As a student of movement and also a student of human psychology, especially as it pertains to doing hard things, it’s no surprise to me that people “hate” turkish get-ups. Most people hate doing difficult things, and since TGUs would fall under that category, they default to hating TGUs.
What’s even more interesting is that the more people tend to hate a particular exercise, the more beneficial that exercise tends to be. This is not always the case, but more often times than not, it is. In fact I know this feeling all to well, but I’ve just disciplined that emotion and learned that I too typically dislike things I’m not particularly good at. What’s even more interesting is that once you get past sucking at something, you seem to hate it less. Then, once you get proficient, you start saying nice things about what you once hated. And alas, the time comes when you become good at it, and now everyone should do it!
There’s a little lesson in humans-not-liking-things-they-suck-at psychology 101. This should be a high school and college course by the way. Not joking.
Executing the turkish get-up without any weight presents challenges for most of the chair-bound, desk jockey society we’ve turned ourselves into. Don’t take offense, I’m sitting in a chair, staring at my computer, and only corrected my posture because I’m typing about it. Now, talking about adding weight to this movement really makes a person feel like they’ll never be able to get good at the movement.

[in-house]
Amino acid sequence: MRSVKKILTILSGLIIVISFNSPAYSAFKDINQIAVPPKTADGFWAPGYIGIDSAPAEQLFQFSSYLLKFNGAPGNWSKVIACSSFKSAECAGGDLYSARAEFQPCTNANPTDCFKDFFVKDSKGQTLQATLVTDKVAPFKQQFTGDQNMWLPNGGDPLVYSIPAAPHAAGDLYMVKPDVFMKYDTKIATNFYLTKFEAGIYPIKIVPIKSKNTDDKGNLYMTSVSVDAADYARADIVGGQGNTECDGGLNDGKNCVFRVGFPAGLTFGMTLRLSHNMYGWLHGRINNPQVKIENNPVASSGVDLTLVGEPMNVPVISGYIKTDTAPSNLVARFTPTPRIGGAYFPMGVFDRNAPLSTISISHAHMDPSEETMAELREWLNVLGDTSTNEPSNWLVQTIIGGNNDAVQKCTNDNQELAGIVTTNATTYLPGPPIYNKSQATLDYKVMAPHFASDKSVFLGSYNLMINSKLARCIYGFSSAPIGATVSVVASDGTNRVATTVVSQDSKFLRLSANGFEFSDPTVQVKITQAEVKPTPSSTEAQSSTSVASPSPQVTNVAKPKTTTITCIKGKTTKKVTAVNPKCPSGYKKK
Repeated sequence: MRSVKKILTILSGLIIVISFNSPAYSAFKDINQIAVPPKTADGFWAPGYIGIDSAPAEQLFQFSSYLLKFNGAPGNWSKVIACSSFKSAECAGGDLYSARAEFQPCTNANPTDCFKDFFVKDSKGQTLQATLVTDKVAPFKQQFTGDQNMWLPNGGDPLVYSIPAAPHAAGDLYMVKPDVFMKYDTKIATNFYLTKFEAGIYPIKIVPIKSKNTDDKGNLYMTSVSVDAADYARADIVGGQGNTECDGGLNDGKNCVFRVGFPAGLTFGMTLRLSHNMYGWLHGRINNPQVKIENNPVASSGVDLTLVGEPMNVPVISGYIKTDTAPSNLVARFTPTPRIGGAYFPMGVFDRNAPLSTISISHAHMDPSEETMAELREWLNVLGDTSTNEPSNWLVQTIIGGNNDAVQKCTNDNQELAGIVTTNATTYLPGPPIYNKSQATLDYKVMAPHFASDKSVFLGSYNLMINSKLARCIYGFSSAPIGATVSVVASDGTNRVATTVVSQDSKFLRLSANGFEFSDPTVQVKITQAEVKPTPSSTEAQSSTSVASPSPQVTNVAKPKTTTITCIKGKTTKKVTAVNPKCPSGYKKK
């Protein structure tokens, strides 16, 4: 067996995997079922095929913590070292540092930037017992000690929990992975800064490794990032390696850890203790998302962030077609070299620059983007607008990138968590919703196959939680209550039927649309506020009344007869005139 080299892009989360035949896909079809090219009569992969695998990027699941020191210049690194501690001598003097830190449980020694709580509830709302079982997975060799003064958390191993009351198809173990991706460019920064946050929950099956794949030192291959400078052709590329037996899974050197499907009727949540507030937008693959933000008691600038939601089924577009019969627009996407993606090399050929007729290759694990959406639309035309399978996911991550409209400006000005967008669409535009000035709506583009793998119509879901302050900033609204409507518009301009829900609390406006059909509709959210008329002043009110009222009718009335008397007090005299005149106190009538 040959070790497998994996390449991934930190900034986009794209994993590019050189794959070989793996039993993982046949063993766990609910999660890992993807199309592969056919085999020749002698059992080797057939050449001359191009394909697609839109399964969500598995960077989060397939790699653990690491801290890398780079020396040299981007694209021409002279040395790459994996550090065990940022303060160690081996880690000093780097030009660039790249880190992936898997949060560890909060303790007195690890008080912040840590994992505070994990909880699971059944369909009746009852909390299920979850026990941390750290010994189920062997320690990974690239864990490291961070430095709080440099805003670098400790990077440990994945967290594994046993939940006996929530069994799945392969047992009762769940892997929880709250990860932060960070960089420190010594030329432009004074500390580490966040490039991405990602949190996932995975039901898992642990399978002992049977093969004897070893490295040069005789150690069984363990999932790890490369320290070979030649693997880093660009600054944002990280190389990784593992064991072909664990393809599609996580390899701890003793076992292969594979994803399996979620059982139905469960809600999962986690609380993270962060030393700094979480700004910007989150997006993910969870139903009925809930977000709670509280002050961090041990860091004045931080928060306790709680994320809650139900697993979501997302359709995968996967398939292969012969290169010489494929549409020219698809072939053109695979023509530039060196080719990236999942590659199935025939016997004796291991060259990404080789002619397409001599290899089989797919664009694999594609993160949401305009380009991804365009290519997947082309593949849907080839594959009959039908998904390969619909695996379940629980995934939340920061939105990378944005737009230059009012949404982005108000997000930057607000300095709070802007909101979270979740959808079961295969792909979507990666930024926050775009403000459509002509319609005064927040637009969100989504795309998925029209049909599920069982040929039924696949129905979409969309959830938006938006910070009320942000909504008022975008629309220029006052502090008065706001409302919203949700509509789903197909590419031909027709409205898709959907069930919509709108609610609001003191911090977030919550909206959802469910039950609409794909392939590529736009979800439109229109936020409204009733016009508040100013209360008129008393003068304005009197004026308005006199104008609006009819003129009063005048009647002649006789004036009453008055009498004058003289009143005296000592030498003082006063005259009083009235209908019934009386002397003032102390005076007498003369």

Turkish get-ups require good hip mobility, shoulder mobility, trunk strength, shoulder strength, and leg strength in order to perform them correctly. TGUs are a great assessment tool for what people lack. Lacking things isn’t generally what people want to hear, but it’s what they likely need to hear.
Well, the exercise is called……..drum roll…………..turkish get-ups! (cue the anti-climatic music)
When learning this exercise, give yourself some grace and be ok sucking at it for awhile. Work on the areas where you feel limitation. If you can feel that your hips are too tight to perform this exercise well, then you probably need to do some mobility and flexibility work on your hip flexors and glutes. If you feel like your shoulder can’t get into position, it’s likely you need to work on your thoracic spine mobility and shoulder mobility, which may require some pec stretches and soft tissue work. If you can’t even get off your back, your trunk may be incredibly weak and you need to spend some time doing some basic “ab work.” If you feel like you possess the mobility to do the exercise, but can’t stand up because your legs are too weak, then you need to spend some time developing some very basic leg strength.
All in all, if you’re able to do this exercise with good technique and some weight over your head later into life, just imagine how much more vibrant your life will be than the rest of your peers with only a butt print on their couch to show for their efforts.
Get strong, and then stay strong.